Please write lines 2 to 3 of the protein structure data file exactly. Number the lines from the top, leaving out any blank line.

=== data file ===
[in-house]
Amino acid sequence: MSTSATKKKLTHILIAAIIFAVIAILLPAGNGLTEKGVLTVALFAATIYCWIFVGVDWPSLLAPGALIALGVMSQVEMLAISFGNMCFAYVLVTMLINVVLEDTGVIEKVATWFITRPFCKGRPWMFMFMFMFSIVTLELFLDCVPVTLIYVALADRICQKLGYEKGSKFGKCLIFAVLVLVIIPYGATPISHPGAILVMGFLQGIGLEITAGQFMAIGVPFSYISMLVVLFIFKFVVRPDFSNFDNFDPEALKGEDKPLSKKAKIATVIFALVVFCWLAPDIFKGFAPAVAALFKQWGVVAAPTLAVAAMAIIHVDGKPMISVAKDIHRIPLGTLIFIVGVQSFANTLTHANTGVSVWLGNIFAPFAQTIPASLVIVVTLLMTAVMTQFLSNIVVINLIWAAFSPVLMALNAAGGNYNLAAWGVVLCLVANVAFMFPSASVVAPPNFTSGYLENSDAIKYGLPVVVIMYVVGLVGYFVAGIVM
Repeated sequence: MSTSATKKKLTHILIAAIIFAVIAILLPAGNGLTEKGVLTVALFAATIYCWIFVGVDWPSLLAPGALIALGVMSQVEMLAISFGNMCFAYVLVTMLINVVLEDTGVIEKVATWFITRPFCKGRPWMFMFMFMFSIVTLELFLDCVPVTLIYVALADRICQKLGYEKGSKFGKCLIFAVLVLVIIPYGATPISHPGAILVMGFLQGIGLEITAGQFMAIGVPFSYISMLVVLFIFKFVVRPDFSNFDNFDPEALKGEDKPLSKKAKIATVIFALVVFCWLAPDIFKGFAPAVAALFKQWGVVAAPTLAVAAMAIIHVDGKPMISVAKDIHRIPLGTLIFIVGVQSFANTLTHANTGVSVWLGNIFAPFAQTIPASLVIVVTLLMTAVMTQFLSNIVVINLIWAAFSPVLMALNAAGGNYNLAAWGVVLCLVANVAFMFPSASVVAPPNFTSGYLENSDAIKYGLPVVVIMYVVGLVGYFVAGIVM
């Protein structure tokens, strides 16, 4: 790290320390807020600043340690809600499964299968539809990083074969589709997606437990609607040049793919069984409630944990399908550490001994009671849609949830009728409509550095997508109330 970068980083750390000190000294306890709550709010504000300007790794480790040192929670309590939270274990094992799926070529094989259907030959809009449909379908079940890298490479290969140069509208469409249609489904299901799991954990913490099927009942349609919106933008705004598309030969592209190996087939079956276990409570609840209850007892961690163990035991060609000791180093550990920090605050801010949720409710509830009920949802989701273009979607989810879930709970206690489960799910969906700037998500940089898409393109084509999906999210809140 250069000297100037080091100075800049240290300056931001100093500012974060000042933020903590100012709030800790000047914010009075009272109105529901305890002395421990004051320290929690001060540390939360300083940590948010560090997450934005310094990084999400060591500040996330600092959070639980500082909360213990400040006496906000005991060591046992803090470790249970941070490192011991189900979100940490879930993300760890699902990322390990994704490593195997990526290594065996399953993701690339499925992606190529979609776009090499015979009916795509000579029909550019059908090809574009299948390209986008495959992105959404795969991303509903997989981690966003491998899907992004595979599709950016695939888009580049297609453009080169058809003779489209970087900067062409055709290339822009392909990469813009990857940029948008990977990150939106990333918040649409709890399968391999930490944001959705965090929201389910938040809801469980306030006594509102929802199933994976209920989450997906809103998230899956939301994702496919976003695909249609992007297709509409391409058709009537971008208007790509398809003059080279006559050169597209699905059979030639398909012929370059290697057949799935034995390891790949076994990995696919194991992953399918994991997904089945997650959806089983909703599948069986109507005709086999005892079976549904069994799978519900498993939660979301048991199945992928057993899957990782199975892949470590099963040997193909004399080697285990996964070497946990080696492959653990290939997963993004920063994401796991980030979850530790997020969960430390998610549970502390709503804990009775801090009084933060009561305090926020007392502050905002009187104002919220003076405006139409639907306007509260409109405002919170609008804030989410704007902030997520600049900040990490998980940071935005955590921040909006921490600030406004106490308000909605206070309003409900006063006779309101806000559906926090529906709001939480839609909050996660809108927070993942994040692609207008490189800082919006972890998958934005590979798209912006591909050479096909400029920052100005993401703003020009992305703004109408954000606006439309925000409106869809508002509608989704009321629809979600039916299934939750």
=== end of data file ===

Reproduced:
Amino acid sequence: MSTSATKKKLTHILIAAIIFAVIAILLPAGNGLTEKGVLTVALFAATIYCWIFVGVDWPSLLAPGALIALGVMSQVEMLAISFGNMCFAYVLVTMLINVVLEDTGVIEKVATWFITRPFCKGRPWMFMFMFMFSIVTLELFLDCVPVTLIYVALADRICQKLGYEKGSKFGKCLIFAVLVLVIIPYGATPISHPGAILVMGFLQGIGLEITAGQFMAIGVPFSYISMLVVLFIFKFVVRPDFSNFDNFDPEALKGEDKPLSKKAKIATVIFALVVFCWLAPDIFKGFAPAVAALFKQWGVVAAPTLAVAAMAIIHVDGKPMISVAKDIHRIPLGTLIFIVGVQSFANTLTHANTGVSVWLGNIFAPFAQTIPASLVIVVTLLMTAVMTQFLSNIVVINLIWAAFSPVLMALNAAGGNYNLAAWGVVLCLVANVAFMFPSASVVAPPNFTSGYLENSDAIKYGLPVVVIMYVVGLVGYFVAGIVM
Repeated sequence: MSTSATKKKLTHILIAAIIFAVIAILLPAGNGLTEKGVLTVALFAATIYCWIFVGVDWPSLLAPGALIALGVMSQVEMLAISFGNMCFAYVLVTMLINVVLEDTGVIEKVATWFITRPFCKGRPWMFMFMFMFSIVTLELFLDCVPVTLIYVALADRICQKLGYEKGSKFGKCLIFAVLVLVIIPYGATPISHPGAILVMGFLQGIGLEITAGQFMAIGVPFSYISMLVVLFIFKFVVRPDFSNFDNFDPEALKGEDKPLSKKAKIATVIFALVVFCWLAPDIFKGFAPAVAALFKQWGVVAAPTLAVAAMAIIHVDGKPMISVAKDIHRIPLGTLIFIVGVQSFANTLTHANTGVSVWLGNIFAPFAQTIPASLVIVVTLLMTAVMTQFLSNIVVINLIWAAFSPVLMALNAAGGNYNLAAWGVVLCLVANVAFMFPSASVVAPPNFTSGYLENSDAIKYGLPVVVIMYVVGLVGYFVAGIVM